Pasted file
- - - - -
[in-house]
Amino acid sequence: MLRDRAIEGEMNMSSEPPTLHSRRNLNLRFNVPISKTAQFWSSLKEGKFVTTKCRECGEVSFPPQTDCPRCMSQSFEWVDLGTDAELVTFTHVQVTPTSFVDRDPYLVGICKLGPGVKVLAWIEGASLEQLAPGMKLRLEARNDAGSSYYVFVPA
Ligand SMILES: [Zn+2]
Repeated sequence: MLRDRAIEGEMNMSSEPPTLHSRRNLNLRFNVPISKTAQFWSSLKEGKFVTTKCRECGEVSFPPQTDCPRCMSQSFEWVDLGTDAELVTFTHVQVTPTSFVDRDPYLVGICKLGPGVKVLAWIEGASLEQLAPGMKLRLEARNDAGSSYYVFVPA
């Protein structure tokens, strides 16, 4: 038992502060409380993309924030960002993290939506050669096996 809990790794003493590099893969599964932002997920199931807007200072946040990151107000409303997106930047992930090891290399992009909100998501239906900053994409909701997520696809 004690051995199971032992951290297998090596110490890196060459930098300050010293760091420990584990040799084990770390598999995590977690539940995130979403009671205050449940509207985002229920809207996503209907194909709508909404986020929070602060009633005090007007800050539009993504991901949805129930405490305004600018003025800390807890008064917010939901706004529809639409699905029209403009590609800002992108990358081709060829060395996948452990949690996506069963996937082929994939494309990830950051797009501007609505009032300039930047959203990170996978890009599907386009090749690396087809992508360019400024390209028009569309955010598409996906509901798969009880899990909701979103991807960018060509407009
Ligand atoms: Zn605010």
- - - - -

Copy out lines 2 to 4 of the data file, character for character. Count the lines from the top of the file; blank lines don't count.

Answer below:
Amino acid sequence: MLRDRAIEGEMNMSSEPPTLHSRRNLNLRFNVPISKTAQFWSSLKEGKFVTTKCRECGEVSFPPQTDCPRCMSQSFEWVDLGTDAELVTFTHVQVTPTSFVDRDPYLVGICKLGPGVKVLAWIEGASLEQLAPGMKLRLEARNDAGSSYYVFVPA
Ligand SMILES: [Zn+2]
Repeated sequence: MLRDRAIEGEMNMSSEPPTLHSRRNLNLRFNVPISKTAQFWSSLKEGKFVTTKCRECGEVSFPPQTDCPRCMSQSFEWVDLGTDAELVTFTHVQVTPTSFVDRDPYLVGICKLGPGVKVLAWIEGASLEQLAPGMKLRLEARNDAGSSYYVFVPA